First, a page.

There are various tools and techniques available to ASIC/SoC development teams to verify their designs. At one end of the spectrum is software simulation, which is relatively inexpensive and which offers tremendous visibility into the design, but which is capacity-limited and performance-limited, and is really suitable only for block-level verification.
At the other end of the spectrum is hardware acceleration and emulation, which provides hardware/software co-verification and system-level verification prior to post-silicon bring-up. Hardware acceleration/emulation offers tremendous capacity and advanced debug capabilities, but it can be tremendously expensive. Also, even though a hardware accelerator/emulator can offer orders of magnitude speed increase over software simulation, it is still performance-limited. In the case of Cadence's Palladium series of high-performance, single-system, multi-user accelerators/emulators, users typically achieve performance in the 1.0 MHz to 1.5 MHz range.
Yet another solution is that of FPGA-based rapid prototyping. This is significantly cheaper than emulation and offers much higher performance, but debug capabilities are usually more limited. Also, there can be a lot of work involved "massaging" the ASIC/SoC RTL into a form suitable for use in the FPGA-based rapid prototyping platform. This includes handling memories, inserting debug facilities (in the form of virtual logic analyzers), partitioning the design across multiple FPGAs, and so forth.
All of which leads us to the fact that Cadence now offers a "continuum of verification engines." In addition to its Palladium series of accelerators/emulators, Cadence has just announced its Protium FPGA-based next-generation rapid prototyping platform, which supports a combination of transaction-level and RTL verification.
For those users who already own a Palladium, the Protium -- which is based on Xilinx Virtex-7 2000T 3D FPGAs and which supports up to around 100M gates -- can be used in an adjacent flow to the Palladium. In fact, the Protium can reuse around 80% of an existing Palladium environment.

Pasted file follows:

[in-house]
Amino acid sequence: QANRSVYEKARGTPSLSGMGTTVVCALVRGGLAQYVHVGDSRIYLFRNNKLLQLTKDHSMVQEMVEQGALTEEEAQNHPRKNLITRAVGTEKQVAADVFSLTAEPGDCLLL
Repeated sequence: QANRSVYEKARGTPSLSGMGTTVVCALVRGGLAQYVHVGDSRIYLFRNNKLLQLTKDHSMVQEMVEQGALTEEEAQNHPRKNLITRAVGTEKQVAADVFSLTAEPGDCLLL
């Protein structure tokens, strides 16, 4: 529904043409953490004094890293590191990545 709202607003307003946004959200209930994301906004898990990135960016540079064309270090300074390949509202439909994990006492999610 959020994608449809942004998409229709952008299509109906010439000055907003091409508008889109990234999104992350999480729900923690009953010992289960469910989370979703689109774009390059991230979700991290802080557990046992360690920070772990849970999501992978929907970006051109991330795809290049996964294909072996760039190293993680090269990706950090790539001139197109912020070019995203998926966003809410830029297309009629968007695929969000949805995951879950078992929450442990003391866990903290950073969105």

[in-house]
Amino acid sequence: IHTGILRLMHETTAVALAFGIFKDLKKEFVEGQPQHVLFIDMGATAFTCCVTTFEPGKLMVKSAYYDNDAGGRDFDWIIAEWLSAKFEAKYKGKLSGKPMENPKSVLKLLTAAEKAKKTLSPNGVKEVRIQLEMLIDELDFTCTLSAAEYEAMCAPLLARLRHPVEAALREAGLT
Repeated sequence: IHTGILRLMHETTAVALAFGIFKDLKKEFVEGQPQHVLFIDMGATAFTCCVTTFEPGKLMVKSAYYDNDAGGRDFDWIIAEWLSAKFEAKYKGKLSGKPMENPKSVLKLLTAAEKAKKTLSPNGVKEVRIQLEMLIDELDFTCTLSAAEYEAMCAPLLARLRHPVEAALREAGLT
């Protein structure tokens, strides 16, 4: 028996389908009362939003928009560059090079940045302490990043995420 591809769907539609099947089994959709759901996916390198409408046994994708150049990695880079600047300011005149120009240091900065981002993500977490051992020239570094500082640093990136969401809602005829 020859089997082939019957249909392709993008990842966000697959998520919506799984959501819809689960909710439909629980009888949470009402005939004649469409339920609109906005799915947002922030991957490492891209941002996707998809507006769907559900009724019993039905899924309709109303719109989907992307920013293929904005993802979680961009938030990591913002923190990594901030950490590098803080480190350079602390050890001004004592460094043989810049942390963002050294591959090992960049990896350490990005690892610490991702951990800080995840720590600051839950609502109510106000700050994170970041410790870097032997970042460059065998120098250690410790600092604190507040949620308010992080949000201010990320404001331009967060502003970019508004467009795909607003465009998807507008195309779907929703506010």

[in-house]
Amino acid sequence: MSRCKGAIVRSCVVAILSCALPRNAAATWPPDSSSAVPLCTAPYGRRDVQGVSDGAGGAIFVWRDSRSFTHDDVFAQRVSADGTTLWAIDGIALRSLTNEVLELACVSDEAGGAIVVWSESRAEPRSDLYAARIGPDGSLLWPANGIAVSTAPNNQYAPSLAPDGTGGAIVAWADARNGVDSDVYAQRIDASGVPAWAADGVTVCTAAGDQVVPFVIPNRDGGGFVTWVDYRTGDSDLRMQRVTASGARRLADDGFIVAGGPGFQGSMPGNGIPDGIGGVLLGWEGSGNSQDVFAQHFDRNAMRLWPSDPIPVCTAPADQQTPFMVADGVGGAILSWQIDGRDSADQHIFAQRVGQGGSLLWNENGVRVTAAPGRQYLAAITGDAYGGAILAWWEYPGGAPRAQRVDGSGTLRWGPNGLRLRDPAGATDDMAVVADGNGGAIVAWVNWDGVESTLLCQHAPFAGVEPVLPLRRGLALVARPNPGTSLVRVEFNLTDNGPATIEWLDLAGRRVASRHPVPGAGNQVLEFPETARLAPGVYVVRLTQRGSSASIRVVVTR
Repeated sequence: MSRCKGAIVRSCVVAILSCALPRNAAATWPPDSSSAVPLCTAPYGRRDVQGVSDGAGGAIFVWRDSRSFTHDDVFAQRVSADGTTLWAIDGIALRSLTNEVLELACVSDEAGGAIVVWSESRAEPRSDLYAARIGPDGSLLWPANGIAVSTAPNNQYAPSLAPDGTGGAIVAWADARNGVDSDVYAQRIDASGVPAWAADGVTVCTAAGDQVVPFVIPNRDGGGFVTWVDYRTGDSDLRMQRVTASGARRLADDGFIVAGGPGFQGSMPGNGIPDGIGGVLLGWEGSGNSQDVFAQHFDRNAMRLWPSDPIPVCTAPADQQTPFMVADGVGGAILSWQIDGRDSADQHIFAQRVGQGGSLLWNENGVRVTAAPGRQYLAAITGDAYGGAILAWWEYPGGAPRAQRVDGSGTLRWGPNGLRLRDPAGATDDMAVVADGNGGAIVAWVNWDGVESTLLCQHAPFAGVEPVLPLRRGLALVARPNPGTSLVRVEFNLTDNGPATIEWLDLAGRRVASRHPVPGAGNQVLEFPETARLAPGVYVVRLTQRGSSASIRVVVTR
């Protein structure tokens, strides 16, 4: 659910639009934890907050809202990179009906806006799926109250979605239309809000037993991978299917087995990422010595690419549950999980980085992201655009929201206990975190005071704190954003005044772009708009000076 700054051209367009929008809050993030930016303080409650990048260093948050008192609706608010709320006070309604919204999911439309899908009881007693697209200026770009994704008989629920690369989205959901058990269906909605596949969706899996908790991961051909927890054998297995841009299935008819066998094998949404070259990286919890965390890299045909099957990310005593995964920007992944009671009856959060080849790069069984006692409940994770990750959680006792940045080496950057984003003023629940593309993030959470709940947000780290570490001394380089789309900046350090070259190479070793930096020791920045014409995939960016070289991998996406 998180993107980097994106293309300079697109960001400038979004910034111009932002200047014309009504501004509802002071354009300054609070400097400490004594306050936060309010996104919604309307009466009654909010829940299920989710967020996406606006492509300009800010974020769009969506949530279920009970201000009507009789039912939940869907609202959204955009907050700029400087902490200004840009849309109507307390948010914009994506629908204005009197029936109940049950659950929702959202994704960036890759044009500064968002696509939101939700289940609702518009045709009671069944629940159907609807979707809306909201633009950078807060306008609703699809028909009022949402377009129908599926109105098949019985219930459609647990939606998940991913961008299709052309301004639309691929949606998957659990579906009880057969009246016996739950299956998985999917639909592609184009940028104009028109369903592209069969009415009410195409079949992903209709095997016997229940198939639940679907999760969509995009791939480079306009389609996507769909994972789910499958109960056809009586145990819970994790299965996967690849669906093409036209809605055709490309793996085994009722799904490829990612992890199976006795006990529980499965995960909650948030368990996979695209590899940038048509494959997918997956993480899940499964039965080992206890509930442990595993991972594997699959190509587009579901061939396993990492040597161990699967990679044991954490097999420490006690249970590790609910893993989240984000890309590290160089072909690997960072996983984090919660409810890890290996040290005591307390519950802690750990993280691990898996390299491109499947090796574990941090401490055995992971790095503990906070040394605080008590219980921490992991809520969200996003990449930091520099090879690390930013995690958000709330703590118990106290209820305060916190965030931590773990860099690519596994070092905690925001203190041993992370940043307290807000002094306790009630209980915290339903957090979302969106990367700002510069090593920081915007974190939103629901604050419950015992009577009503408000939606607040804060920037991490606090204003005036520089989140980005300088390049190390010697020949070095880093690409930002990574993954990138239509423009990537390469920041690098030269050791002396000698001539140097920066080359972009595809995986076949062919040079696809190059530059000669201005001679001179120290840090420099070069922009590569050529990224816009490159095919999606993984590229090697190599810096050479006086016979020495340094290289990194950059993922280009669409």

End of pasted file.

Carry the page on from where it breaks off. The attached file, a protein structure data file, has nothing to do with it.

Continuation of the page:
Of particular interest is the fact that the Protium offers adjustable levels of performance depending on how much effort the users wish to employ. In the case of a fully automatic usage model, the Protium environment will automatically perform clock-tree transformations, ASIC/SoC memory mapping, design partitioning, and FPGA place-and-route. In this case, users can expect performance in the 3 MHz to 10 MHz range.
If the users provide some amount of guidance with regard to partitioning, logic replication, clock tree simplification, directly connecting bulk memories, and FPGA place-and-route options and constraints, then they can expect performance in the 10 MHz to 30 MHz range. If the users wish to go further and employ black-boxing techniques, including things like FPGA-specific optimizations, then they may be able to exceed 100 MHz.
Not surprisingly, as illustrated in the above graphic, all sorts of numbers are flying around with regards to capacity and performance and compile times and bring-up times. To really get to grips with these values, click here to visit the Cadence website.
— Max Maxfield, Editor of All Things Fun & Interesting